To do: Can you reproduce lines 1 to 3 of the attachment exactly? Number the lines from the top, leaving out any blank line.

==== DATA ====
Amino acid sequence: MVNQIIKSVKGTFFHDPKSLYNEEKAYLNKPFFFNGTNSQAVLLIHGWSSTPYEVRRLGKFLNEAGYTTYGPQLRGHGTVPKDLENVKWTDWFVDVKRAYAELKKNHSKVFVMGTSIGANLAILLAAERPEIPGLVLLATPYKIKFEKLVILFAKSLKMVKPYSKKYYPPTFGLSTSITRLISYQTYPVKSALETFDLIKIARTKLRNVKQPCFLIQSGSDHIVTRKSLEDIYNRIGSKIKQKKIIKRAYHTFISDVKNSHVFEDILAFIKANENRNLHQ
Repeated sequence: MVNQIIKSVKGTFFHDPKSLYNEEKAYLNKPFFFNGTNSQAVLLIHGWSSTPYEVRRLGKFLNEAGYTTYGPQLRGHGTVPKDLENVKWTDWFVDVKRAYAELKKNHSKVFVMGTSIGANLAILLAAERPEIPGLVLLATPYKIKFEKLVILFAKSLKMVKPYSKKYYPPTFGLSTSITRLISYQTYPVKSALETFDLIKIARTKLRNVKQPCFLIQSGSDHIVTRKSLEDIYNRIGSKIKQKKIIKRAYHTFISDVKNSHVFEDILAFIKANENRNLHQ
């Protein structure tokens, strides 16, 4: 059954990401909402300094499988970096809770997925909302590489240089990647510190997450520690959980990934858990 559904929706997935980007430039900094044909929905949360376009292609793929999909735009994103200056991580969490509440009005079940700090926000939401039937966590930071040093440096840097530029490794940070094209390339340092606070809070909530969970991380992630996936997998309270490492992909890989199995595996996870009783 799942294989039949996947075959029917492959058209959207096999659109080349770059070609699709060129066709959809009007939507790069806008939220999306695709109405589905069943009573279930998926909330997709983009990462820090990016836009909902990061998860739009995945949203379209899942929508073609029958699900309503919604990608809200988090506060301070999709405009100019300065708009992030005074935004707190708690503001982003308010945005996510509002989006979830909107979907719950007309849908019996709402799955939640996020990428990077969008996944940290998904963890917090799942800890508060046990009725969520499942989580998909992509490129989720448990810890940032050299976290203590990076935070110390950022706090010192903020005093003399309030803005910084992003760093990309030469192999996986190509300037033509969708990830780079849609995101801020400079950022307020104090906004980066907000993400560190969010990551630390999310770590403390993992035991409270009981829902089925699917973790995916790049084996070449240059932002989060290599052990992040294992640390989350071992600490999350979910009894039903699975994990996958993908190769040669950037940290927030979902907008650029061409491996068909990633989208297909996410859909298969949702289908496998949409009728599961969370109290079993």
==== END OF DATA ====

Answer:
Amino acid sequence: MVNQIIKSVKGTFFHDPKSLYNEEKAYLNKPFFFNGTNSQAVLLIHGWSSTPYEVRRLGKFLNEAGYTTYGPQLRGHGTVPKDLENVKWTDWFVDVKRAYAELKKNHSKVFVMGTSIGANLAILLAAERPEIPGLVLLATPYKIKFEKLVILFAKSLKMVKPYSKKYYPPTFGLSTSITRLISYQTYPVKSALETFDLIKIARTKLRNVKQPCFLIQSGSDHIVTRKSLEDIYNRIGSKIKQKKIIKRAYHTFISDVKNSHVFEDILAFIKANENRNLHQ
Repeated sequence: MVNQIIKSVKGTFFHDPKSLYNEEKAYLNKPFFFNGTNSQAVLLIHGWSSTPYEVRRLGKFLNEAGYTTYGPQLRGHGTVPKDLENVKWTDWFVDVKRAYAELKKNHSKVFVMGTSIGANLAILLAAERPEIPGLVLLATPYKIKFEKLVILFAKSLKMVKPYSKKYYPPTFGLSTSITRLISYQTYPVKSALETFDLIKIARTKLRNVKQPCFLIQSGSDHIVTRKSLEDIYNRIGSKIKQKKIIKRAYHTFISDVKNSHVFEDILAFIKANENRNLHQ
């Protein structure tokens, strides 16, 4: 059954990401909402300094499988970096809770997925909302590489240089990647510190997450520690959980990934858990 559904929706997935980007430039900094044909929905949360376009292609793929999909735009994103200056991580969490509440009005079940700090926000939401039937966590930071040093440096840097530029490794940070094209390339340092606070809070909530969970991380992630996936997998309270490492992909890989199995595996996870009783 799942294989039949996947075959029917492959058209959207096999659109080349770059070609699709060129066709959809009007939507790069806008939220999306695709109405589905069943009573279930998926909330997709983009990462820090990016836009909902990061998860739009995945949203379209899942929508073609029958699900309503919604990608809200988090506060301070999709405009100019300065708009992030005074935004707190708690503001982003308010945005996510509002989006979830909107979907719950007309849908019996709402799955939640996020990428990077969008996944940290998904963890917090799942800890508060046990009725969520499942989580998909992509490129989720448990810890940032050299976290203590990076935070110390950022706090010192903020005093003399309030803005910084992003760093990309030469192999996986190509300037033509969708990830780079849609995101801020400079950022307020104090906004980066907000993400560190969010990551630390999310770590403390993992035991409270009981829902089925699917973790995916790049084996070449240059932002989060290599052990992040294992640390989350071992600490999350979910009894039903699975994990996958993908190769040669950037940290927030979902907008650029061409491996068909990633989208297909996410859909298969949702289908496998949409009728599961969370109290079993």